The largest detractors from relative performance during the period were positions in PRA Group (Financials), First Interstate BancSystem (Financials), and Pacific Premier Bancorp (Financials). Shares of business services company PRA Group fell during the period after first-quarter 2023 results missed consensus estimates. Total cash collections declined 14.5% year-over-year, due primarily to a 30.2% decrease in U.S. call center and other collections, which was driven by lower levels of portfolio purchases. Shares of regional bank company First Interstate BancSystem fell as the company continuously failed to meet quarterly earnings expectations and lowered revenue guidance twice over the period.  The collapse of Silicon Valley Bank in the first quarter of 2023 further adversely affected the market's confidence in First Interstate BancSystem's ability to weather the downturn. Pacific Premier Bancorp was also negatively affected by the regional bank failures.
Derivatives were not used in the Fund during the period and did not have impact on performance during the period.
What is the outlook as of the end of the period?
As of the end of the period, we believe indications continue to point to a more economically challenging period ahead, but as with all before it, this will again prove temporary in our view. We believe these economic adjustments present investment opportunities for the Fund.
At the end of the period, the Fund was most overweight to the Consumer Discretionary, Financials, and Information Technology sectors, and most underweight to the Real Estate, Energy, and Materials sectors, relative to the Russell 2000 Value Index.
Important Risks
Investing involves risk, including the possible loss of principal. Security prices fluctuate in value depending on general market and economic conditions and the prospects of individual companies. Small-cap securities can have greater risks, including liquidity risk, and volatility than large-cap securities. • Different investment styles may go in and
out of favor, which may cause the Fund to underperform the broader stock market. To the extent the Fund focuses on one or more sectors, the Fund may be subject to increased volatility and risk of loss if adverse developments occur. Foreign investments may be more volatile and less liquid than U.S. investments and are subject to the risk of currency fluctuations and adverse political, economic and regulatory developments. 
Composition by Sector(1)
as of 10/31/2023
Sector Percentage
of Net Assets
Equity Securities  
Communication Services 1.4%
Consumer Discretionary 19.3
Consumer Staples 3.3
Energy 5.2
Financials 32.0
Health Care 8.5
Industrials 14.7
Information Technology 7.5
Materials 2.5
Real Estate 3.0
Utilities 1.9
Total 99.3%
Short-Term Investments 0.2
Other Assets & Liabilities 0.5
Total 100.0%
    
(1) A sector may be comprised of several industries. For Fund compliance purposes, the Fund may not use the same classification system. These sector classifications are used for financial reporting purposes.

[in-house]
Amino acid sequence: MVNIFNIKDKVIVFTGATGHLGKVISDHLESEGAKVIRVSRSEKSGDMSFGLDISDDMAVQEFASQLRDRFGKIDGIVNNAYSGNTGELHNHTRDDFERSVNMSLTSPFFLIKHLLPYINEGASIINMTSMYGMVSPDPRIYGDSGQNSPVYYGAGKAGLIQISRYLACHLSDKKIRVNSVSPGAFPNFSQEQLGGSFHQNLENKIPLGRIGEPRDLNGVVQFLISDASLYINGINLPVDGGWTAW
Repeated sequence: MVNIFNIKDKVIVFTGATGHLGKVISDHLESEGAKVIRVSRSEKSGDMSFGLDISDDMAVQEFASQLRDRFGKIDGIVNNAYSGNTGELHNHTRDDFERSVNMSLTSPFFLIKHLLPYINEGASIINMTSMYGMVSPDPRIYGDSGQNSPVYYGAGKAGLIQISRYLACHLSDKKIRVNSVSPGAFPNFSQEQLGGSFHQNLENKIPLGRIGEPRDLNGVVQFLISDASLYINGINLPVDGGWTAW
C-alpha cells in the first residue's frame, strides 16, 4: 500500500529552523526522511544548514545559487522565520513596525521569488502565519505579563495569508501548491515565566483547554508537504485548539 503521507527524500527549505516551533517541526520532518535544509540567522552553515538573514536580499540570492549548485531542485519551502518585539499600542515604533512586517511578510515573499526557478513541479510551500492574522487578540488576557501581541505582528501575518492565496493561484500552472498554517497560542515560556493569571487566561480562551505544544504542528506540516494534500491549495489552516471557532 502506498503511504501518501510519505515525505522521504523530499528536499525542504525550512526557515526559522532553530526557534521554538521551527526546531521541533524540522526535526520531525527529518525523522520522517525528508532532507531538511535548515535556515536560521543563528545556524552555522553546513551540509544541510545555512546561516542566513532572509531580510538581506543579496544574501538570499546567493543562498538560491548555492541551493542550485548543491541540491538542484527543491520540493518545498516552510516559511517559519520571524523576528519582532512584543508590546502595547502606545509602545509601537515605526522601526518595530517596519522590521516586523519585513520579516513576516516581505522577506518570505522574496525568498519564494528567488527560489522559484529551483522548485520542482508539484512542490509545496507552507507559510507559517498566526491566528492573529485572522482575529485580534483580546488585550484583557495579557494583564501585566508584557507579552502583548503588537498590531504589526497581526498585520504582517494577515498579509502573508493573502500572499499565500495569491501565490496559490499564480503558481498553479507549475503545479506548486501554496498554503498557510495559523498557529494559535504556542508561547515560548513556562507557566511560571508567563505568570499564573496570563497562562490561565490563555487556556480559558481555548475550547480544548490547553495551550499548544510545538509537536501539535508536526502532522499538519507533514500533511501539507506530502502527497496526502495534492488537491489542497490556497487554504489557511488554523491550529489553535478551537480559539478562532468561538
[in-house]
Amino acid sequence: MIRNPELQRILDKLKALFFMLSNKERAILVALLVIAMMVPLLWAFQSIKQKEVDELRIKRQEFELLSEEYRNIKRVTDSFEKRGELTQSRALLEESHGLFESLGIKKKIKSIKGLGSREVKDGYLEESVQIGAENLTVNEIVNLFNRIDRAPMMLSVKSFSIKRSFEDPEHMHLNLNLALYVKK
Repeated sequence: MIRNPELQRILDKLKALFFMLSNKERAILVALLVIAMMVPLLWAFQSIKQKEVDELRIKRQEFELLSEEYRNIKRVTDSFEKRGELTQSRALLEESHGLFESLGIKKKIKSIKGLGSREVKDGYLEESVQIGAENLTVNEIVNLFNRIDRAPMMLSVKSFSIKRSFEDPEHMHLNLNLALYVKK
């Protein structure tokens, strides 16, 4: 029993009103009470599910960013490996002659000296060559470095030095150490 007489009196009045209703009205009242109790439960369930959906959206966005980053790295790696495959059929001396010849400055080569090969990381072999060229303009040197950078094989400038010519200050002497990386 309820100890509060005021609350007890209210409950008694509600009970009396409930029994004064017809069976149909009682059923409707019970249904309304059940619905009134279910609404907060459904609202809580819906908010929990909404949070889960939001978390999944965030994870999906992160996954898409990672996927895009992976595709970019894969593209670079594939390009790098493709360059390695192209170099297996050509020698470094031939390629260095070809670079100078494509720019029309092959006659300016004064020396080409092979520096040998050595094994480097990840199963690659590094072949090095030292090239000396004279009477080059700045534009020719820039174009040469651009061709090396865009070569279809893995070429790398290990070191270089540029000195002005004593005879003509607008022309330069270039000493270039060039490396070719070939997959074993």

31


The Hartford Small Company Fund
 Fund Overview
 October 31, 2023 (Unaudited) 

Inception 07/22/1996
Sub-advised by Wellington Management Company LLP
Investment objective – The Fund seeks growth of capital.
Comparison of Change in Value of $10,000 Investment (10/31/2013 - 10/31/2023)
The chart above represents the hypothetical growth of a $10,000 investment in Class A, which includes the maximum sales charge applicable to Class A shares. Returns for the Fund’s other classes will vary from what is seen above due to differences in the expenses charged to those share classes.
Average Annual Total Returns
for the Periods Ended 10/31/2023
  1 Year 5 Years 10 Years
Class A1 -8.59% 4.80% 5.99%
Class A2 -13.62% 3.62% 5.39%
Class C1 -9.40% 3.96% 5.18%
Class C3 -10.30% 3.96% 5.18%
Class I1 -8.36% 5.12% 6.27%
Class R31 -8.94% 4.50% 5.73%
Class R41 -8.60% 4.83% 6.06%
Class R51 -8.38% 5.13% 6.37%
Class R61 -8.24% 5.23% 6.46%
Class Y1 -8.40% 5.13% 6.41%
Class F1 -8.26% 5.24% 6.37%
Russell 2000 Growth Index -7.63% 2.68% 5.67%
    
1 Without sales charge
2 Reflects maximum sales charge of 5.50%
3 Reflects a contingent deferred sales charge of 1.00%
PERFORMANCE DATA QUOTED REPRESENTS PAST PERFORMANCE AND DOES NOT GUARANTEE FUTURE RESULTS. The investment return and principal value of the investment will fluctuate so that investors’ shares, when redeemed, may be worth more or less than their original cost. The chart and table do not reflect the deductions of taxes that a shareholder would pay on Fund distributions or the redemption of Fund shares. Current performance may be lower or higher than the performance data quoted. To obtain performance data current to the most recent month-end, please visit our website hartfordfunds.com.
Total returns presented above were calculated using the applicable class' net asset value available to shareholders for sale or redemption of Fund shares on 10/31/2023, which may exclude investment transactions as of this date. All share class returns assume the reinvestment of all distributions at net asset value and the deduction of all
fund expenses. The total returns presented in the Financial Highlights section of the report are calculated in the same manner, but also take into account certain adjustments that are necessary under generally accepted accounting principles. As a result, the total returns in the Financial Highlights section may differ from the total returns presented above.
Class R6 shares commenced operations on 11/07/2014 and performance prior to that date is that of the Fund’s Class Y shares. Class F shares commenced operations on 02/28/2017 and performance prior to that date is that of the Fund’s Class I shares. Performance prior to an inception date of a class has not been adjusted to reflect the operating expenses of such class.